Despite milk being abundant in India, I find it is rare to see it used in dishes that are not sweet. However I have probably seen more such recipes in the past month than I have noticed in the past decade. I wonder is that just my awareness, or is there a resurgence of popularity of these dishes.
Yoghurt is of course used extensively in savoury dishes, so why not use milk instead of yoghurt? You will find that milk gives a lighter touch and is without the sourness of yoghurt. While yoghurt is always evident in dishes, milk adds flavour without being assertive.
However, the ancient Ayurveda texts advise not to combine milk and salt. This combination, they say, creeps up on you, damaging the body in various ways over a long period of time. It is Ok to mix salt with milk products, such as yoghurt, paneer etc, just not milk. You will see various ayurvedic practitioners warn against the combination, but interestingly Vasant Lad does not. If you do wish to avoid it, leave out the salt, or substitute watered down yoghurt and touch of sugar for the milk. The sugar is to counteract the sourness of the yoghurt.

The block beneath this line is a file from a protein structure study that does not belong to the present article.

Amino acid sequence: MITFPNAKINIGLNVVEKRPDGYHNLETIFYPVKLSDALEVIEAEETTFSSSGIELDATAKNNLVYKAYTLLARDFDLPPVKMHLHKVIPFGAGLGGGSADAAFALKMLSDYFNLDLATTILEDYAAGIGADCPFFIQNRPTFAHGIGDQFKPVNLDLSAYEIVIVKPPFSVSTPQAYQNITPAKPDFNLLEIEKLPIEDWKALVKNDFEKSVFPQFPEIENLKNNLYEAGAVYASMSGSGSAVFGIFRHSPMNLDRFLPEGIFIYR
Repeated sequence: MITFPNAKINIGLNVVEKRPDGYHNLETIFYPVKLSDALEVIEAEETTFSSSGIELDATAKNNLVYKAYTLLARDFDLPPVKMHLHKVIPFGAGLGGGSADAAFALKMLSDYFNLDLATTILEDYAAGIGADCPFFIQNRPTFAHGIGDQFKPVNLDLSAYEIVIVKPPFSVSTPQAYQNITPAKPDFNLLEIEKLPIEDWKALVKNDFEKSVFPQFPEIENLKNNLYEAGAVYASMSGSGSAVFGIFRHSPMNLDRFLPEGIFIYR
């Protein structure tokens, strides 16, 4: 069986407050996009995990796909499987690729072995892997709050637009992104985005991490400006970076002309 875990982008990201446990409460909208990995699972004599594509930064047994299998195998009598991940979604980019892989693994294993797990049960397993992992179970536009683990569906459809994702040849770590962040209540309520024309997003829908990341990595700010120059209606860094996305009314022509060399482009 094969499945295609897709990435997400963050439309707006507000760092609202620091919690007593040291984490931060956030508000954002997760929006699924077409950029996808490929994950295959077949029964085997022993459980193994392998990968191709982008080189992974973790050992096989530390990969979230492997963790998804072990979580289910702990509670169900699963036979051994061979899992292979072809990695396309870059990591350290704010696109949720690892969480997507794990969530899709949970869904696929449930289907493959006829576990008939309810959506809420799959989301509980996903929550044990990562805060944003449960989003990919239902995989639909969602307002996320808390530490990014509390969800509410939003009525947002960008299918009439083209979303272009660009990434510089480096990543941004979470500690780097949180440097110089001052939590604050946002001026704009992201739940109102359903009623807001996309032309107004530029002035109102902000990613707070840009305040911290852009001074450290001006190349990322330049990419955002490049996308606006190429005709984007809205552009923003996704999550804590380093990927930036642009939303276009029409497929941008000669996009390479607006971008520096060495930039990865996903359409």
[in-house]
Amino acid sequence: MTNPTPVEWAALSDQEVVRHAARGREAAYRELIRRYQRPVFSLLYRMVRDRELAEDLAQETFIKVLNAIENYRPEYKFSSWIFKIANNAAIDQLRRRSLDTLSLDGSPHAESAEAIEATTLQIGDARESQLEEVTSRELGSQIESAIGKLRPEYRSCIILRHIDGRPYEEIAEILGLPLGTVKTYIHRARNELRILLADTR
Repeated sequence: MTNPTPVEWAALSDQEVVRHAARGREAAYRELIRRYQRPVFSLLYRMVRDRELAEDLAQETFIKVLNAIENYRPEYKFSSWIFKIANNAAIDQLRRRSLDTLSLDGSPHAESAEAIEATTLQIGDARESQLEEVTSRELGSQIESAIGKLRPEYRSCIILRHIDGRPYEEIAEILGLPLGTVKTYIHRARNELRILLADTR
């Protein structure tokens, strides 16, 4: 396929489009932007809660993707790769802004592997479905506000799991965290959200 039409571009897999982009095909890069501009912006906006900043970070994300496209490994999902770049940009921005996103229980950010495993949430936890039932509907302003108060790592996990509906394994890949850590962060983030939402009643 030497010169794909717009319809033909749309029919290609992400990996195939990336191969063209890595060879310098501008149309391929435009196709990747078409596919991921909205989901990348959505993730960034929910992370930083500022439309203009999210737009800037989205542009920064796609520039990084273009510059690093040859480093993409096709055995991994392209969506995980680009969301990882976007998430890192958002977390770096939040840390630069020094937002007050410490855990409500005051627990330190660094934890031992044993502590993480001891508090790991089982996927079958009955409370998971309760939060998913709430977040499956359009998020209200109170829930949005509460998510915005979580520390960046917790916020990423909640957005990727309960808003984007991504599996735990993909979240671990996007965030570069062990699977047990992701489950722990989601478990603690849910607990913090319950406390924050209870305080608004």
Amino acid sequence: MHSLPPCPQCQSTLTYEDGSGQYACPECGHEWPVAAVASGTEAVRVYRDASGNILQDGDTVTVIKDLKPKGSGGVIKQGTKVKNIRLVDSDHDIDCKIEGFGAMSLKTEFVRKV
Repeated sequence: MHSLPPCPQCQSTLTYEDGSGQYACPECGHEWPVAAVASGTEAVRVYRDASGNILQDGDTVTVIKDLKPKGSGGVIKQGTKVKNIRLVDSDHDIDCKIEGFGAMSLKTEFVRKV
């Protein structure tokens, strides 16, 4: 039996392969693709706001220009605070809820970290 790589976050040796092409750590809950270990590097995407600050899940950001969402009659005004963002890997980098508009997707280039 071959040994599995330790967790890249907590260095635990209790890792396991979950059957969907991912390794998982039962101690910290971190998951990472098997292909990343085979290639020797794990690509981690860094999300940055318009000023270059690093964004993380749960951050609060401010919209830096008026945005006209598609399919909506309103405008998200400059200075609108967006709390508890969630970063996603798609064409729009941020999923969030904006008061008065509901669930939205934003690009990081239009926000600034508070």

This is an Indian chutney from Andhra Pradesh. Eggplant is roasted and the flesh is mashed with milk that has been boiled and cooled, and then a tempering added that includes ginger and coriander leaves. It is delicious, and I recommend it with rice or part of an Indian meal.
South Indian chutneys are quite different to Western chutneys, and they also make great dips, spreads for sandwiches and wraps, and purees to accompany a meal or form a base for other ingredients.
Milky Brinjal Chutney | Roasted Eggplant Chutney
1 large or 2 – 3 small tender eggplants
0.5 cups milk, brought to the boil and then cooled
0.5 Tblspn ghee
0.5 tspn Indian mustard seeds
0.5 tspn urad dal
0.5 tspn finely chopped or grated ginger
2 green chillies, slit lengthwise but leaving intact at the top of the chilli
1 Tblspn finely chopped coriander leaves
4 – 6 curry leaves
Roast the eggplants in the oven, over a gas flame or on a BBQ, until the eggplant is collapsing and tender and the flesh charred. I find the gas flame gives the best smoky flavour but on a the BBQ results in eggplants that are easier to peel.
Remove the charred peel and mash well with a fork. Leave the flesh to cool and then mix well with the boiled and cooled milk.
Make a tadka by heating the ghee in a tadka pan and popping the mustard seeds. Then add the urad dal and as that turns golden, remove from the heat and add the remaining ingredients. Pour over the chutney.
Just before serving, season with a little salt and mix well.